Thursday, September 14, 2006

DeVos, One Detroit and Grand Rapids,The City of Boom by Akindele Akinyemi


Recently, I attended to the Racial Healing Conference that was sponsored by the DeVos for Governor campaign. This was a three city tour that started at the Detroit Regional Chamber in Downtown Detroit.

Guests included Dick DeVos, Nolan Finley from the Detroit News, Bishop Keith Butler,Vivian Carpenter (Former Chair & Member of the Black Chamber of Commerce), Nasser Beydoun (President, American Arab Chamber of Commerce), James Snider (Exec. Director of Council of Asian Pacific Americans), and Jane Garcia who is the VP of the Board of LaSED (Latin Americans for Social & Economic Development).

Then it was on to Pontiac, Michigan at the First United Methodist Church. Oakland County Clerk and Lt. Governor candidate Ruth Johnson was there along with Pastor Kent Clark who is the CEO of Grace Centers of Hope. Rev. Thomas Taylor, the Senior Pastor of 1st United Methodist Church, Vivian Carpenter and Mary Beven who is the Owner of Artistic Wear were present as well.

Then One Detroit drove two hours to Grand Rapids, MI for the final session that took place on the downtown campus of Grand Valley State University in Downtown Grand Rapids. When I got off I-196 to merge onto US 131 in downtown Grand Rapids I noticed the growth of the city. It has been five long years since I have been to Grand Rapids and to see the rapid growth and development of the city was phenomenal. I thought I had left the state to be honest. It looked like Ohio or something.

Grand Rapids and Detroit are total opposites. You can ACTUALLY raise a family in Grand Rapids as compared to Detroit. With the state economy so bad right now you can STILL find a job in Grand Rapids as compared to Detroit, where you cannot find a job. However, Black people I've noticed ARE STILL paranoid when it comes to race and begging for a handout even in booming Grand Rapids. Again, the educational levels among Black people in Grand Rapids are low due to the lack of educational values. When are we going to realize in this society that we need the PROPER education to free our minds from slavery?

I must mention that Stedman Graham was present and hosted all three cities and did an excellent job of speaking on issues of diversity as it pertains to the workforce, the classroom and in our communities.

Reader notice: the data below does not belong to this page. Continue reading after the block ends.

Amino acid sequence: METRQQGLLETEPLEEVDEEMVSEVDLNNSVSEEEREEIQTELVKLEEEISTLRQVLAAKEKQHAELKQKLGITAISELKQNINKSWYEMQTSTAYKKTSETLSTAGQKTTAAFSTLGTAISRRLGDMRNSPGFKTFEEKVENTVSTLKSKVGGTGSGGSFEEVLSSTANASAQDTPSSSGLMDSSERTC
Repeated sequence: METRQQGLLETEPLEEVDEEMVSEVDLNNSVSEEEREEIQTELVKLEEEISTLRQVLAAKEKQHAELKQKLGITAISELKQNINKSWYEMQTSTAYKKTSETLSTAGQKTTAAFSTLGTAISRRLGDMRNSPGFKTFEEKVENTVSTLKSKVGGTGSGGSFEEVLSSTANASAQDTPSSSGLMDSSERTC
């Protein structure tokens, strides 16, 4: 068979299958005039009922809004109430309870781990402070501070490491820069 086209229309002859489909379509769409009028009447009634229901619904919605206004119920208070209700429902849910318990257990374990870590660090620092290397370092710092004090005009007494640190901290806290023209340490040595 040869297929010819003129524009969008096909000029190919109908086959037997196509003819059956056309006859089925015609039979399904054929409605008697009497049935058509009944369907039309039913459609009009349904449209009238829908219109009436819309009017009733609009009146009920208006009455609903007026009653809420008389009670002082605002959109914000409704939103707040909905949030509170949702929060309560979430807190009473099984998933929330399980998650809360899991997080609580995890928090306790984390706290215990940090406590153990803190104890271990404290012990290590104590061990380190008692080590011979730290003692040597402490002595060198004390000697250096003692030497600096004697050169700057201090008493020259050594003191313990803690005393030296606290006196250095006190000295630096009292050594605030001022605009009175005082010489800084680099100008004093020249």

Even though race is an issue in Grand Rapids and that was well shared by the Hispanic and Black people in the room this community is at least willing to work together as compared to Detroit where it is a constant war zone daily.


Stedman Graham (CEO of S. Graham & Assoc & Best Selling Author – “Diversity: Leaders not Labels”) speaks to Dick DeVos before leaving for the airport to get back to Chicago, Illinois.


Dick DeVos thanking his friend, Stedman Graham, for taking the time and energy to create a dialogue on racial healing in Michigan.


Dick DeVos and I are talking about our success in Downtown Detroit with my "I AM A BLACK REPUBLICAN" t-shirt. He acknowledged the powerful effect of the shirt and positive feedback from those in his camp. He encouraged me to continue healing young people through education. I encouraged him to keep his eye on Detroit the same was he has kept his eye on Grand Rapids if Michigan is going to be a contender in the 21st century.


DeVos and I talking about the DPS teacher strike, the need for more educational options and moving Michigan forward through a competitive educational reform effort. I also spoke to Dick's wife, Betsy DeVos, on working to reform education in Detroit through educational choice. She wanted to hear more of my grassroots efforts.


Dick DeVos, (the CEO of Alticor) and Akindele Akinyemi (the CEO of the One Detroit Network) shaking hands with each other on job growth through supporting small businesses in Michigan.

This is the year where educators must support DeVos, a candidate that will support small businesses, educational reform and help bring our state to compete in a 21st century job market.

Supporting anyone else is failure.

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